CAMBRIDGE CITY, Ind. (AP) — Officials at an eastern Indiana sewer district want an organic food company to stop releasing grease into its wastewater that has been blamed for ruining equipment.
Grease used in production at Really Cool Foods' facility has been clogging pumps and ruining sewage equipment at the sewage plant near Cambridge City for two years, said officials of Western Wayne Sewer District Board.
"They need a pre-treatment plant," district board President Terry Patterson told the Palladium-Item of Richmond. "The strength of their sewage, the grease and their cleaning products, makes it difficult to treat their sewage properly and it clogs the pumps."
Really Cool Foods, which opened its Cambridge City operations in late 2008, has about 200 employees making fresh and organic foods, with meals such as almond-crusted flounder and garlic rosemary roasted potatoes distributed through supermarket chains such as Giant, Kroger, Shop Rite and Stop & Shop.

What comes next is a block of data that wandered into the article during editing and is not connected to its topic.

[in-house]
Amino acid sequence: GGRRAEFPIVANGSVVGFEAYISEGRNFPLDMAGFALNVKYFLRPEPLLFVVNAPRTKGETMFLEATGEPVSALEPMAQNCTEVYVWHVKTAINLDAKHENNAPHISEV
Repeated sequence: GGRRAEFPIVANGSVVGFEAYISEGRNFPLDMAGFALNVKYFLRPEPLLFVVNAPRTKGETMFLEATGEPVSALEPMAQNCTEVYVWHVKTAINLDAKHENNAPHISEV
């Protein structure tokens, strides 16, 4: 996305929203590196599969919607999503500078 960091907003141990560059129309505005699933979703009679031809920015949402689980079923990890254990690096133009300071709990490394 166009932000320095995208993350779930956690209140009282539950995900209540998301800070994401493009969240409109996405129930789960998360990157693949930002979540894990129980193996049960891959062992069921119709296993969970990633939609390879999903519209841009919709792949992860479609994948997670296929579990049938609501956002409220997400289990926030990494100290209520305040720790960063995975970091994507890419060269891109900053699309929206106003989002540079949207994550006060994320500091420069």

Company representatives plan to attend the sewer district's board meeting on Wednesday to discuss the situation, spokesman Roger Harvey said.
"As part of our continued commitment to find an appropriate pretreatment solution, Really Cool Foods is currently working with a leading international food industry consultant to determine the best resolution to the wastewater issue," Harvey said in a statement.
The Economic Development Corporation of Wayne County paid for a study of the grease problem last year, which determined the company needs a pre-treatment facility. Construction of such a plant was estimated to cost between $2 million and $4 million.
Patterson said two large grease traps installed when the Really Cool Foods plant and distribution center was built aren't adequate.
Really Cool Foods has paid about $17,000 in surcharges to the sewer district for ruined equipment, with $35,000 in charges pending.